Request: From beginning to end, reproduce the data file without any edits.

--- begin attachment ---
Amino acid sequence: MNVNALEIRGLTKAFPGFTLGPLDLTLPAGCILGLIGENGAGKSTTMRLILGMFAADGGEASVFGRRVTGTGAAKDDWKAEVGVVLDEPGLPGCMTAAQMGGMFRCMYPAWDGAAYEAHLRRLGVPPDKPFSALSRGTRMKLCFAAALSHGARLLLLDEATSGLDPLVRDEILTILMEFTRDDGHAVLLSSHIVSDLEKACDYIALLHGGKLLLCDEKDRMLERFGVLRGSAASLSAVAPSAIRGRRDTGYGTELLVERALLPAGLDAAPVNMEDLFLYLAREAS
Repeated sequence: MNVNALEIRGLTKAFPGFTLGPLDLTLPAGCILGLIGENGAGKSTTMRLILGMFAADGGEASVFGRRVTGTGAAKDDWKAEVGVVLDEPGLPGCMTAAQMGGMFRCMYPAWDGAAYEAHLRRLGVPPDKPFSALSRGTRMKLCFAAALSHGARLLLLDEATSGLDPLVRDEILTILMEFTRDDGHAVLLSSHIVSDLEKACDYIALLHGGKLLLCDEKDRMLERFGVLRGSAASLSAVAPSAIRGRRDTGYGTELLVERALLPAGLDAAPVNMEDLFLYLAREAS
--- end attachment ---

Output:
Amino acid sequence: MNVNALEIRGLTKAFPGFTLGPLDLTLPAGCILGLIGENGAGKSTTMRLILGMFAADGGEASVFGRRVTGTGAAKDDWKAEVGVVLDEPGLPGCMTAAQMGGMFRCMYPAWDGAAYEAHLRRLGVPPDKPFSALSRGTRMKLCFAAALSHGARLLLLDEATSGLDPLVRDEILTILMEFTRDDGHAVLLSSHIVSDLEKACDYIALLHGGKLLLCDEKDRMLERFGVLRGSAASLSAVAPSAIRGRRDTGYGTELLVERALLPAGLDAAPVNMEDLFLYLAREAS
Repeated sequence: MNVNALEIRGLTKAFPGFTLGPLDLTLPAGCILGLIGENGAGKSTTMRLILGMFAADGGEASVFGRRVTGTGAAKDDWKAEVGVVLDEPGLPGCMTAAQMGGMFRCMYPAWDGAAYEAHLRRLGVPPDKPFSALSRGTRMKLCFAAALSHGARLLLLDEATSGLDPLVRDEILTILMEFTRDDGHAVLLSSHIVSDLEKACDYIALLHGGKLLLCDEKDRMLERFGVLRGSAASLSAVAPSAIRGRRDTGYGTELLVERALLPAGLDAAPVNMEDLFLYLAREAS